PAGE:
They also realize that they're losing sales to online purchases of software and missing sales of accessories for those digital devices too: Speakers, power adapters, FM transmitters, docking stations and car kits are just few of the accessories that accounted for the surge in sales, according to NPD. It said total U.S. retail sales for portable digital player accessories surged in the first nine months of 2005, with $412 million in sales. That's up by 370 percent from the same time period in 2004.

Avanquest is one example of a software publisher seeing the major shift in how software is sold, and the shift toward accessories as well, after closing out a record year in sales. The company's e-commerce performance notched a 300 percent increase in sales between 2004 and 2005.

In 2004, online sales of software accounted for about 4 percent of total software sales. Last year, it accounted for about 10 percent of total sales. Overall revenues for the France-based company were $70.6 Euro, up by 23 percent. But within that total, software sales alone were up by 32 percent.

Accessories are the new niche where publishers are looking for riches. And the iPod is one hot item to target.

That's why Avanquest is selling titles such as WebPodStudio. The software helps the user broadcast "radio" and "television" shows over the Internet. Plug in a microphone and a camera, and the software helps do the rest. It even has a built-in teleprompter like the pros use; the recordings can also be previewed and checked for quality before you publish them.

It's looking at enterprise niches too. The iPod Presenter, for example, is aimed at executives and sales professionals, as well as students and teachers. Produced by a little shop called thinkfree, and published by Avanquest, the software makes an iPod a PowerPoint outputter by turning the iPod into a portable PowerPoint graphics system. It lets you create new presentations or edit existing slides by plugging the iPod into any computer. You don't even have to have PowerPoint installed.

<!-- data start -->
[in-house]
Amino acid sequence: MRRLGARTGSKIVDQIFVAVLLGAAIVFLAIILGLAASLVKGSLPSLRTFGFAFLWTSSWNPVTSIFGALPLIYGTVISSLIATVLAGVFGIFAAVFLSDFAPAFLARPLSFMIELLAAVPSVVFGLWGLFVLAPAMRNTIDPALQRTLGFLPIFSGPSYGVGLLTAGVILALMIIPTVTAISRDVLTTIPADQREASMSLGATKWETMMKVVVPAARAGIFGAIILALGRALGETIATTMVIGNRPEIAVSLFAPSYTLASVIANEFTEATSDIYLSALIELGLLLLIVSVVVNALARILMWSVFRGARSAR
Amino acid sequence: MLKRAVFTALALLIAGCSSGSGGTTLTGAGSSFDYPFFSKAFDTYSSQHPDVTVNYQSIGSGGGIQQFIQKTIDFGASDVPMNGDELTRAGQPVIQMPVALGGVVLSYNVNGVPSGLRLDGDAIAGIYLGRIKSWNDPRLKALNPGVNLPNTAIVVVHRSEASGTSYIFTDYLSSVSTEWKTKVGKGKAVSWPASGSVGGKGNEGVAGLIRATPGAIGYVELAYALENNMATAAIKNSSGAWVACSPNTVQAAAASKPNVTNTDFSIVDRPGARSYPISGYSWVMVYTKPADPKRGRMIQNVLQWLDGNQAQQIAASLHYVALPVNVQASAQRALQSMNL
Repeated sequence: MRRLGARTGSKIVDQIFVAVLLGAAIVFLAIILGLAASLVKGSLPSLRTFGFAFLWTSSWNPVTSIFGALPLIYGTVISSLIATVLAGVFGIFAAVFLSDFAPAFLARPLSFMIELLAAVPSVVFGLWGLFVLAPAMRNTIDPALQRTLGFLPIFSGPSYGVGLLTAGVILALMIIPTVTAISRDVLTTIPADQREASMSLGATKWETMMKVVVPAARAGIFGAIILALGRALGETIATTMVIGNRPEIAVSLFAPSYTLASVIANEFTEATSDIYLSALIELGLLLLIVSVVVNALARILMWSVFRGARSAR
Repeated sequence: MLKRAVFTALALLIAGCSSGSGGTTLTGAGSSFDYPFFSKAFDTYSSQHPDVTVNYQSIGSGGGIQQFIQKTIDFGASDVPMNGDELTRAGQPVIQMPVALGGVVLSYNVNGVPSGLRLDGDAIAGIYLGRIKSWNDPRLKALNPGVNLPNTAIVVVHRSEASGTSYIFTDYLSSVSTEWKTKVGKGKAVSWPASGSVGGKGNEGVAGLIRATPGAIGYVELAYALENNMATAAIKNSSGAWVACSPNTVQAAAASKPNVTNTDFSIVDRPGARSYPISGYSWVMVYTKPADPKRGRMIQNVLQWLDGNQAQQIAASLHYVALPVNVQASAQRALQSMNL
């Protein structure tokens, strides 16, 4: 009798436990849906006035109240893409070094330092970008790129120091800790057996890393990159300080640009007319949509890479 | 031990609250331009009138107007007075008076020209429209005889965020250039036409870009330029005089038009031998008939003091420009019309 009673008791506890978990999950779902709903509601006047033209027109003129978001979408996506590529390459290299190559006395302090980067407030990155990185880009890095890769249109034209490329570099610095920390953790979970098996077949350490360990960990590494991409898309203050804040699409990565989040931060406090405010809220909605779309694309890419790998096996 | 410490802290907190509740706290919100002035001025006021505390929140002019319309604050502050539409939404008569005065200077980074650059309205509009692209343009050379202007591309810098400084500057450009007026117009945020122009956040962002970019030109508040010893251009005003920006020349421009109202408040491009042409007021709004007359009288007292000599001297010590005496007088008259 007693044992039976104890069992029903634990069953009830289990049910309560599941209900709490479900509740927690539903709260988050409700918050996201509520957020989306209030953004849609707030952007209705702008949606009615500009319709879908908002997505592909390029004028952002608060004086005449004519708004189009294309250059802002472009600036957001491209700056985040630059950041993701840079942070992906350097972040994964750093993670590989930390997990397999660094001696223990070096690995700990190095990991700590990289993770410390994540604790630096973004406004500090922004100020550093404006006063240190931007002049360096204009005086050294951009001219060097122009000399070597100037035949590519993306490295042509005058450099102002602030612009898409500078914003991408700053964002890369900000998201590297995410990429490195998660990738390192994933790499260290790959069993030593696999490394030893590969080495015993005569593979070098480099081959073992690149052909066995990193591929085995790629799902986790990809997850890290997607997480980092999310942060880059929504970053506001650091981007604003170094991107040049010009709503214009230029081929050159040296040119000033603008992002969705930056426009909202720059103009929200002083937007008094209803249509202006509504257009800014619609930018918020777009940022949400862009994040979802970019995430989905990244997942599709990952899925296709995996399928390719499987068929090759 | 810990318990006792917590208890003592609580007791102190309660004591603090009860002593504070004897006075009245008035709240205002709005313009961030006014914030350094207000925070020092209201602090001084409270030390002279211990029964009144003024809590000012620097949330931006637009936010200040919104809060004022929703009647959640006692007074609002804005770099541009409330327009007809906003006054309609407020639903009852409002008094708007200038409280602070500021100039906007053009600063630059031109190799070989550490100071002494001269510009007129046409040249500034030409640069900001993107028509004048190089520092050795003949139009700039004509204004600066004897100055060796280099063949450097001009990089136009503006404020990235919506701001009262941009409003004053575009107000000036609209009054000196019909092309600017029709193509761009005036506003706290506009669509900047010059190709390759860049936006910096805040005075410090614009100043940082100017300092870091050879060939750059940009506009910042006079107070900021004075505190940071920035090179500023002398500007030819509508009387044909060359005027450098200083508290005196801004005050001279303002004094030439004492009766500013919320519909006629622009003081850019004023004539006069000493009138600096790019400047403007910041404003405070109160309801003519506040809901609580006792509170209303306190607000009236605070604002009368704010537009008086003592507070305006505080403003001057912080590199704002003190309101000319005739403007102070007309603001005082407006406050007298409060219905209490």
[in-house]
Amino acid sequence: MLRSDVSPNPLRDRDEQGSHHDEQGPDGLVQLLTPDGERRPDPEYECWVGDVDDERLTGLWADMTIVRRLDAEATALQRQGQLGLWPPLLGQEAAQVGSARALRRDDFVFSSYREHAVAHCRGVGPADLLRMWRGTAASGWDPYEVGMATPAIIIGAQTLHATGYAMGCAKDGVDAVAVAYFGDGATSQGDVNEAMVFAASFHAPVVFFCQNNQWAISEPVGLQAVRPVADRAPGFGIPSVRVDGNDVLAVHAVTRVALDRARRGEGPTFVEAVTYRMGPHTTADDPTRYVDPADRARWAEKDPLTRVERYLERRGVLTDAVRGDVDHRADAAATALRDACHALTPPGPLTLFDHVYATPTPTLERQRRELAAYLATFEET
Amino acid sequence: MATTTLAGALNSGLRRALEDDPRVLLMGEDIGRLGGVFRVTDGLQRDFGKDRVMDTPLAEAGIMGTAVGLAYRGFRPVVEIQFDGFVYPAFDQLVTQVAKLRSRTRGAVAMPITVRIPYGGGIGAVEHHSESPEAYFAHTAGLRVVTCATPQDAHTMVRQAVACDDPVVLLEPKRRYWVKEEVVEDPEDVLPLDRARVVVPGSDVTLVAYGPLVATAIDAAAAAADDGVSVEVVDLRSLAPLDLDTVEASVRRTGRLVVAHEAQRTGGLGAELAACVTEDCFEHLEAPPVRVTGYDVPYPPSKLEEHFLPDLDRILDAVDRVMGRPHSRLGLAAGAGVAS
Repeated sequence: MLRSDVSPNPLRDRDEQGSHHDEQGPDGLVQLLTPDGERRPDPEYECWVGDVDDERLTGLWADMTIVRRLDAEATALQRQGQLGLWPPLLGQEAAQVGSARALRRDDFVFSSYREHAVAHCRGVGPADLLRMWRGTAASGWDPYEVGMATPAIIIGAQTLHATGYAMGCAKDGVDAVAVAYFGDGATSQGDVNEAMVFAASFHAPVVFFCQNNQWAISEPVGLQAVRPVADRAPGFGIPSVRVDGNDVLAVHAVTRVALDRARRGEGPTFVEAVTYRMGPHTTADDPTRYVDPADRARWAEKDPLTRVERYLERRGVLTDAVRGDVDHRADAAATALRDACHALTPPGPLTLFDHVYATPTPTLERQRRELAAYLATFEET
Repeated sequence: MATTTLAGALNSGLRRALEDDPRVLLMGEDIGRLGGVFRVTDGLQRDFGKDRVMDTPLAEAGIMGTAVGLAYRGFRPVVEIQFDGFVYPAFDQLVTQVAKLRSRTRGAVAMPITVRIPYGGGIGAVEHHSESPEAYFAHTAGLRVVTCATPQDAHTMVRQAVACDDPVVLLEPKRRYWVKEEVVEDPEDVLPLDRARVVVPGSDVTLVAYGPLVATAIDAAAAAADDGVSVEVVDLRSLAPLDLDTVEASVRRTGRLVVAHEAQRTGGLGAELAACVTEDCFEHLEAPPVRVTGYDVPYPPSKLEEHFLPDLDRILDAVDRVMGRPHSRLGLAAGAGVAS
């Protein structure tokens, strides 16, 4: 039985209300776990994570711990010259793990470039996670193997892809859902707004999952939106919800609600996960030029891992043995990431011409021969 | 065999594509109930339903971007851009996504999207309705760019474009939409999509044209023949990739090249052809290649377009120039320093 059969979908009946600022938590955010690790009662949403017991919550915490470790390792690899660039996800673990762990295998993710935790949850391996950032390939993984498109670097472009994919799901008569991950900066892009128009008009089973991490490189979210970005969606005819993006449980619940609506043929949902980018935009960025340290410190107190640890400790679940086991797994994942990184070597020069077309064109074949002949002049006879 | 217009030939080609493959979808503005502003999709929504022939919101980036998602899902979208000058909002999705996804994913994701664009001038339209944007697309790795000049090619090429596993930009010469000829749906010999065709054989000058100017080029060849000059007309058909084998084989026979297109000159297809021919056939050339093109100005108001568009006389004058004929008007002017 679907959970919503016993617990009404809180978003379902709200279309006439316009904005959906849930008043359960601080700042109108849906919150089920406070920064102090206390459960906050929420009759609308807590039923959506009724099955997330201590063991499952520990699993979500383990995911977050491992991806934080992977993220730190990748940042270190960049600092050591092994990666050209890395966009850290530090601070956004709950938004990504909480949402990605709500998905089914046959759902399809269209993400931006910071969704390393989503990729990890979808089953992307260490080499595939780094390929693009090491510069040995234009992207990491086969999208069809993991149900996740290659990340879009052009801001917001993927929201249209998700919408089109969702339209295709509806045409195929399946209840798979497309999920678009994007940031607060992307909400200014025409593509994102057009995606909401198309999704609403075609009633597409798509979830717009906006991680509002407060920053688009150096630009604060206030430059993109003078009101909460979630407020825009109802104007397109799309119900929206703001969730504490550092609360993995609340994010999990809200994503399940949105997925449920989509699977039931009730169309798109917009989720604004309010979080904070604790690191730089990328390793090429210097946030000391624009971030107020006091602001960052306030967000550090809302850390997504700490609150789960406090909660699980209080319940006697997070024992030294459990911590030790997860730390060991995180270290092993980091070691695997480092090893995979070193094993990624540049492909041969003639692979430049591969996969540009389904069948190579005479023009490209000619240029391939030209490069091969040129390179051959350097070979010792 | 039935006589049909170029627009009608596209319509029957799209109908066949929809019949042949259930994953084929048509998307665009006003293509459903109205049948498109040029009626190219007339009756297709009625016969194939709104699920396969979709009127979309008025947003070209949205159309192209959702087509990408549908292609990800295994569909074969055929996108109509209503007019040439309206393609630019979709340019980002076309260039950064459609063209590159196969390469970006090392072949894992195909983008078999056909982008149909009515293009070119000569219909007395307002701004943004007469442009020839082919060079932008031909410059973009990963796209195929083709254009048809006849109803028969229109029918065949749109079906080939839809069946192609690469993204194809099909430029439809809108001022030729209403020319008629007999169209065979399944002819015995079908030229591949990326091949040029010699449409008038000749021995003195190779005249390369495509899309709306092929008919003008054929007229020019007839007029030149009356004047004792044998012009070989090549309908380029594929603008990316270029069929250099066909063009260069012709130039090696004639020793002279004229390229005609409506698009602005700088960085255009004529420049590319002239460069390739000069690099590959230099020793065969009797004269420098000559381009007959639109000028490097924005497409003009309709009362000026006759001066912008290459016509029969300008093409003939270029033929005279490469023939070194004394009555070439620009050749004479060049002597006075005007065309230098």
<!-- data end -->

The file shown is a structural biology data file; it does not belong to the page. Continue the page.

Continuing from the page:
That's what ZappTek, also part of the Avanquest house of software, is offering with its iPDA. (One can only wonder about the hoops they no doubt had to jump through to be able to brand their product the iPDA. It's exclusively for the Mac right now, so that's probably one factor.) It lets the user synch up e-mails contacts, stickies, address books and iCals on their iPods; RTF documents, too.

Another iPod "PDA-Maker" is the iExtend program, produced by Memeo and published by Avanquest. The back-up service helps the user keep track of e-mail, appointments, music, videos, documents, presentations -- pretty much anything you've got stored on your PC -- and helps you make back-up copies of it all on your iPod.

The PodMediaCreator and DVD2POD programs are on the consumer-facing side of Avanquest's accessories strategy. (The DVD2POD program is aimed at users of the new Apple iPod Video 5G version).

The PodMediaCreator lets the user compose, edit and personalize home videos, combine photos, sound and text to create video slideshows, edit photos and combine and mix MP3 files with added sound effects.

There's more than the hip factor at work here, even as powerful a selling force as the hip factor is. Smart phones and PDAs are often memory challenged, as well as storage challenged. But they're also supported by IT staffs and their supremacy in the enterprise is more than secure.

It's the iPod's 30 gigs of data storage, or 60 even, in its sleek form factor that has software makers noodling ways to make that iPod more of a business tool than it was before. On the other side of the coin, they're seeing opportunities in general in the accessory market for iPods, to make that portable hard drive just that, a place to carry around what's on the desktop at home.

Now, if the brains at Apple can do something about the battery life of the iPod (the 30G iPod version I used could barely get through playing one hour of video before it needed a recharge), they'll really be on to something, and, like smaller software makers these days, thinking different indeed.

Erin Joyce is executive editor of internet.com's news channel.